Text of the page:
Dear Family and Friends,
This is the First Sunday of Lent. We have some powerful readings summing up salvation history in the Liturgy of the Word today. We read in Genesis: “The Lord God caused to spring up from the soil every kind of tree, enticing to look at and good to eat, with the tree of life and the tree of the knowledge of good and evil in the middle of the garden.” Adam and Eve didn’t know evil, the only knowledge they had was the knowledge of goodness and love… and yet they chose freely to know evil, wounding human nature forever.
In the Psalm today we cry out, “Have mercy on us, O Lord, for we have sinned.” We cry out because we (those with a human nature, wounded), long for God’s intervention and mercy. We are weak and have sinned. We are weak and still sin.
Then we read in Romans, “If it is certain that through one man’s fall so many died, it is even more certain that divine grace, coming through the one man, Jesus Christ, came to so many as an abundant free gift.” Our wounded human nature has been redeemed by Jesus Christ. Jesus Christ, took on our human nature and as the Good Shepherd, picked up our human nature and carried it on the shoulders of his divine nature. The light of his divine nature now shines from within a broken and cracked human nature. As Leonard Cohen sang in Anthem: “There is a crack, a crack in everything. That's how the light gets in.”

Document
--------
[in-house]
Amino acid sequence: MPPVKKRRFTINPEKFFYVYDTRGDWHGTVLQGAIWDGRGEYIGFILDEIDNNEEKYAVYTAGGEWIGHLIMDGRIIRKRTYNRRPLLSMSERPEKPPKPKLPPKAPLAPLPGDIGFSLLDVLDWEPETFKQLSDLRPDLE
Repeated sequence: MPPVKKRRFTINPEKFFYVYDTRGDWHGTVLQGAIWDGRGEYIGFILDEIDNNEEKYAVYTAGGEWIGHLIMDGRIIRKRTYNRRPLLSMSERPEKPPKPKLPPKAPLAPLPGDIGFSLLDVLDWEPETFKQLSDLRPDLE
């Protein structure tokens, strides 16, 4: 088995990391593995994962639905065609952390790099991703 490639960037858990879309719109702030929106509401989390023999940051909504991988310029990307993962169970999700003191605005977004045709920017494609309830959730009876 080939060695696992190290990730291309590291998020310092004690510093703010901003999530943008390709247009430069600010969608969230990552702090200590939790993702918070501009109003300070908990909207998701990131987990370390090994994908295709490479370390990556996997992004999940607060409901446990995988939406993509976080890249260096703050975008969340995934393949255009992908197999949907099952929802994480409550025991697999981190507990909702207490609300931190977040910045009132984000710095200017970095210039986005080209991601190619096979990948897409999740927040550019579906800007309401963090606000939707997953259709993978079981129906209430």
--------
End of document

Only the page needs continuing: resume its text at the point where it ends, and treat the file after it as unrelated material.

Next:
We see Jesus in the Gospel of Matthew, in the wilderness, fighting off the devil and responding in a way that Adam and Eve never managed to do: “Man does not live on bread alone but on every word that comes from the mouth of God… You must not put the Lord your God to the test… You must worship the Lord your God, and serve him alone.” Jesus is starting the healing process of our wounded human nature. We see Mary also doing the exact opposite of Eve in the garden when in the Gospel of John Mary says, “Do whatever he tells you.” God’s word is his Son Jesus. Jesus is Love. Listening to Love and doing what Love tells us is what our human nature longs for and what sharing in God’s divine nature means. It’s a gift given to us in our baptism, let’s ask for the grace to deepen in the beauty of this gift and during this Lent let’s allow God to purify in our hearts what is not gold, what is not love, so only love remains.
Have a great week! If you need anything, never hesitate to ask me.
God bless you and your loved ones, Fr. Kramer Cameron, LC